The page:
A crippling drought, pigs as pets and foul play — here are the Newton Daily News' choices for the top local stories of the year, in no particular order:
Capitol II Theater closes, reopens after purchase by Newton couple
On Aug. 31, the owner of Missouri-based Big Time Cinema — the parent company of Newton’s Capitol II Theater — filed for Chapter 13 bankruptcy in federal court, shuttering the local movie theater as well as two other Iowa locations in an effort to keep Big Time solvent. After its closure on Sept. 12, Capitol II managers Dawn and Paul Bleeker considered purchasing the theater; however, no decisions could be made while the case was in bankruptcy proceedings.
But on Oct. 26, Dawn Bleeker announced she and her husband bought the Newton facility and set a grand reopening date just in time for the big movies of the holiday season. In conjunction with the change in ownership, the Capitol II Theater also underwent interior changes, including freshly painted walls and professionally cleaned carpets and seats.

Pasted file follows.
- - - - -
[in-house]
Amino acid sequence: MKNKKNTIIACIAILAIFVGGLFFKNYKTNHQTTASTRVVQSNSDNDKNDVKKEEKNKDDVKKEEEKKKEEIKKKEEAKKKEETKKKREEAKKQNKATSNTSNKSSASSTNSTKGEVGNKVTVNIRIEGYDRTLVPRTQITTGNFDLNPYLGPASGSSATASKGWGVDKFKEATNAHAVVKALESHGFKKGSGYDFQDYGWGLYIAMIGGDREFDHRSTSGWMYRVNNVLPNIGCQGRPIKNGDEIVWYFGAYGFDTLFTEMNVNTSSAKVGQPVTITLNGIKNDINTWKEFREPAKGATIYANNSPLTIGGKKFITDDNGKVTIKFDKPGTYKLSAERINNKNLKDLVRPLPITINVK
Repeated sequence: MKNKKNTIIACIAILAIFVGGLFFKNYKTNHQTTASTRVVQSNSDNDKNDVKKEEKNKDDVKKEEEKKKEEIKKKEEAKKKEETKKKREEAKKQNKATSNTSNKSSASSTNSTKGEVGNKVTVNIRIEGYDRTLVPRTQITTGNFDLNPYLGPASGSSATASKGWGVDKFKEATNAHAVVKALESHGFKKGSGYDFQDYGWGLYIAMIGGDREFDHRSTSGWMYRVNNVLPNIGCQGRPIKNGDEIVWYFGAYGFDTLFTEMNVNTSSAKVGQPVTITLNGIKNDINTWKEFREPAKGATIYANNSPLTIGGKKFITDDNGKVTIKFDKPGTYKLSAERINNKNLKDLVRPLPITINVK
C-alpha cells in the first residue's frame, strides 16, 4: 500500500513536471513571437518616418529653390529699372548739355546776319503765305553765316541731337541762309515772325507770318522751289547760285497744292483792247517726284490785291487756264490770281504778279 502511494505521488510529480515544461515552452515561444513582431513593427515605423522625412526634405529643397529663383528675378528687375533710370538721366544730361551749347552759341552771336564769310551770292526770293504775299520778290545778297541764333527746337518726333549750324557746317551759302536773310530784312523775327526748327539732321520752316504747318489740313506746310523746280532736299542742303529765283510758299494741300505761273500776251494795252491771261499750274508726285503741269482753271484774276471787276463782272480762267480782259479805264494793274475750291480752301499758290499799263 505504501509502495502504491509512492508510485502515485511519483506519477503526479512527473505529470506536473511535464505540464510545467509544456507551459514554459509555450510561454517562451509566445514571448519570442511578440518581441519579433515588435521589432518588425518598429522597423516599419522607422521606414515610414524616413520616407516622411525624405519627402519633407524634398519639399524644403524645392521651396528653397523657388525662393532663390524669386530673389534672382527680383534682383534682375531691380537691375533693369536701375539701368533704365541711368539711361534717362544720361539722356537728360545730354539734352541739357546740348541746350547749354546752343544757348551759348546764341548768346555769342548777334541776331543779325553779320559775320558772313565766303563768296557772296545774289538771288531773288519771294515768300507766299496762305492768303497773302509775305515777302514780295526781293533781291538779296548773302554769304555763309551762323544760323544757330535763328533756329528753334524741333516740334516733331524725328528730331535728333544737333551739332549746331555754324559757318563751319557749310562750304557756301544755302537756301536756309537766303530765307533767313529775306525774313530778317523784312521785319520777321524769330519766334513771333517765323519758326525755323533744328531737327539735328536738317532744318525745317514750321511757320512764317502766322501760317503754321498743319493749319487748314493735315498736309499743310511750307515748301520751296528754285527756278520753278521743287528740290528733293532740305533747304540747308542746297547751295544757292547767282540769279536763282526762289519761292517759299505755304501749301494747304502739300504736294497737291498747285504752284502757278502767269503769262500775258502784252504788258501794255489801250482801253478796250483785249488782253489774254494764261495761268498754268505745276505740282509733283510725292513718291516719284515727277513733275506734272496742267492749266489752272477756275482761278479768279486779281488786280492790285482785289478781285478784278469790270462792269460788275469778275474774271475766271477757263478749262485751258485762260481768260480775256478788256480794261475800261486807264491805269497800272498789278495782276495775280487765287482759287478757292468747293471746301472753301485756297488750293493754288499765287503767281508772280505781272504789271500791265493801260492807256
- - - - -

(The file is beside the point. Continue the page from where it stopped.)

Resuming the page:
Former Newton doctor indicted for prescribing controlled substances
Dr. Lafayette James Twyner, 63, of Newton was arraigned on Nov. 5 in U.S. District Courts on a 114-count indictment with charges relating to his alleged unlawful dissemination of controlled substances to patients.
The indictment was filed Oct. 23 and accused Twyner of prescribing controlled substances in a manner likely to cause, and that did cause, dependence, addiction and, in one case, death. He was charged with 37 counts of illegally dispensing Schedule II controlled substances, 69 counts of illegal distributing Schedule III controlled substances, and seven counts of engaging in health care fraud against various insurers related to his prescribing practices. In addition, the indictment charged Twyner with illegally dispensed a Schedule II controlled substance to a patient that resulted in his death.
These counts combined yielded a minimum of 10-20 years of prison and fines ranging from $250,000 to $1 million per individual count.
The case began in April of 2011 when a search warrant was executed at Urgent Care Clinic in Newton, where Twyner worked. He voluntarily surrendered his registration to prescribe controlled substances a week later on April 12 and surrendered his medical license to the Iowa Board of Medicine on July 12.